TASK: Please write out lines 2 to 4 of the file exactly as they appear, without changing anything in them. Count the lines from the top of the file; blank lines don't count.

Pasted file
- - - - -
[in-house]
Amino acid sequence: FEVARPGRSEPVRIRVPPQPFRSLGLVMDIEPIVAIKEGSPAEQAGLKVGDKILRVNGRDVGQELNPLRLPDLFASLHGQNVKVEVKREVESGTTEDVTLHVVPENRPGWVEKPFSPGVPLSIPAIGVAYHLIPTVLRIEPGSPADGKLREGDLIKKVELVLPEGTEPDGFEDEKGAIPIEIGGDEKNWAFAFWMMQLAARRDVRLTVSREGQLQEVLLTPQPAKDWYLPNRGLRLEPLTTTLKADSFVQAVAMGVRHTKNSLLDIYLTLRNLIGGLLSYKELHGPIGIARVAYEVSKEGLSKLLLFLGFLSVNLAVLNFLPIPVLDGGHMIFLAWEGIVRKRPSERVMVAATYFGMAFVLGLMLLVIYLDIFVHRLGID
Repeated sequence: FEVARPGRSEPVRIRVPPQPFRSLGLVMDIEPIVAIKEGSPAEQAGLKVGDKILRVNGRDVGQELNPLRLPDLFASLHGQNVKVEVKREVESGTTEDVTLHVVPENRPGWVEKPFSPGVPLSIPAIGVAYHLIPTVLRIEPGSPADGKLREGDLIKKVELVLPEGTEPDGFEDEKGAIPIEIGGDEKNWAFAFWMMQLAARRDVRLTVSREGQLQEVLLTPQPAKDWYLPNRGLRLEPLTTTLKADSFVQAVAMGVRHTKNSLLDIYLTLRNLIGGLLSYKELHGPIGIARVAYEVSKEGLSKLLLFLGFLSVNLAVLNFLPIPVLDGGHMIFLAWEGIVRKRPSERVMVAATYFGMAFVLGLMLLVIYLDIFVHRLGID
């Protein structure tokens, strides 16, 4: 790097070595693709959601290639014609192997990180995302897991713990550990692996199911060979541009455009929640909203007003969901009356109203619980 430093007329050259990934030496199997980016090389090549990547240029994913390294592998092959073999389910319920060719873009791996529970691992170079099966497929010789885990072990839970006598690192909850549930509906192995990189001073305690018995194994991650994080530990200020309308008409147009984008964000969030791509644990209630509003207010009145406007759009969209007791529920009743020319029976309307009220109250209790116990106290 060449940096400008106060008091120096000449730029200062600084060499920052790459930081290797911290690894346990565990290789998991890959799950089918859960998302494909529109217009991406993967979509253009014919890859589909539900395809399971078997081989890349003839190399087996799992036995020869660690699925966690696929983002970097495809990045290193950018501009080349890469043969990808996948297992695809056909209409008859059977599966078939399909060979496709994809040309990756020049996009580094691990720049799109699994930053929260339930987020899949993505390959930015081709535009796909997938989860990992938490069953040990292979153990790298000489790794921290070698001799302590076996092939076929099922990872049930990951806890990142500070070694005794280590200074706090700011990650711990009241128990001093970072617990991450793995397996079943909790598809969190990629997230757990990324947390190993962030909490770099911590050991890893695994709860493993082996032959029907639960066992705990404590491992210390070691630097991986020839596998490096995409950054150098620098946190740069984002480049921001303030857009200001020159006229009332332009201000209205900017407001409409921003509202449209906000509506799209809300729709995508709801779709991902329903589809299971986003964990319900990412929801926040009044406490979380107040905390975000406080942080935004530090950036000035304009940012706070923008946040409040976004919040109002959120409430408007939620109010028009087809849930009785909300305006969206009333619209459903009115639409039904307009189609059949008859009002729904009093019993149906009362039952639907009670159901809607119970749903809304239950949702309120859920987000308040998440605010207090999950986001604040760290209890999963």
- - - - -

Amino acid sequence: FEVARPGRSEPVRIRVPPQPFRSLGLVMDIEPIVAIKEGSPAEQAGLKVGDKILRVNGRDVGQELNPLRLPDLFASLHGQNVKVEVKREVESGTTEDVTLHVVPENRPGWVEKPFSPGVPLSIPAIGVAYHLIPTVLRIEPGSPADGKLREGDLIKKVELVLPEGTEPDGFEDEKGAIPIEIGGDEKNWAFAFWMMQLAARRDVRLTVSREGQLQEVLLTPQPAKDWYLPNRGLRLEPLTTTLKADSFVQAVAMGVRHTKNSLLDIYLTLRNLIGGLLSYKELHGPIGIARVAYEVSKEGLSKLLLFLGFLSVNLAVLNFLPIPVLDGGHMIFLAWEGIVRKRPSERVMVAATYFGMAFVLGLMLLVIYLDIFVHRLGID
Repeated sequence: FEVARPGRSEPVRIRVPPQPFRSLGLVMDIEPIVAIKEGSPAEQAGLKVGDKILRVNGRDVGQELNPLRLPDLFASLHGQNVKVEVKREVESGTTEDVTLHVVPENRPGWVEKPFSPGVPLSIPAIGVAYHLIPTVLRIEPGSPADGKLREGDLIKKVELVLPEGTEPDGFEDEKGAIPIEIGGDEKNWAFAFWMMQLAARRDVRLTVSREGQLQEVLLTPQPAKDWYLPNRGLRLEPLTTTLKADSFVQAVAMGVRHTKNSLLDIYLTLRNLIGGLLSYKELHGPIGIARVAYEVSKEGLSKLLLFLGFLSVNLAVLNFLPIPVLDGGHMIFLAWEGIVRKRPSERVMVAATYFGMAFVLGLMLLVIYLDIFVHRLGID
């Protein structure tokens, strides 16, 4: 790097070595693709959601290639014609192997990180995302897991713990550990692996199911060979541009455009929640909203007003969901009356109203619980 430093007329050259990934030496199997980016090389090549990547240029994913390294592998092959073999389910319920060719873009791996529970691992170079099966497929010789885990072990839970006598690192909850549930509906192995990189001073305690018995194994991650994080530990200020309308008409147009984008964000969030791509644990209630509003207010009145406007759009969209007791529920009743020319029976309307009220109250209790116990106290 060449940096400008106060008091120096000449730029200062600084060499920052790459930081290797911290690894346990565990290789998991890959799950089918859960998302494909529109217009991406993967979509253009014919890859589909539900395809399971078997081989890349003839190399087996799992036995020869660690699925966690696929983002970097495809990045290193950018501009080349890469043969990808996948297992695809056909209409008859059977599966078939399909060979496709994809040309990756020049996009580094691990720049799109699994930053929260339930987020899949993505390959930015081709535009796909997938989860990992938490069953040990292979153990790298000489790794921290070698001799302590076996092939076929099922990872049930990951806890990142500070070694005794280590200074706090700011990650711990009241128990001093970072617990991450793995397996079943909790598809969190990629997230757990990324947390190993962030909490770099911590050991890893695994709860493993082996032959029907639960066992705990404590491992210390070691630097991986020839596998490096995409950054150098620098946190740069984002480049921001303030857009200001020159006229009332332009201000209205900017407001409409921003509202449209906000509506799209809300729709995508709801779709991902329903589809299971986003964990319900990412929801926040009044406490979380107040905390975000406080942080935004530090950036000035304009940012706070923008946040409040976004919040109002959120409430408007939620109010028009087809849930009785909300305006969206009333619209459903009115639409039904307009189609059949008859009002729904009093019993149906009362039952639907009670159901809607119970749903809304239950949702309120859920987000308040998440605010207090999950986001604040760290209890999963």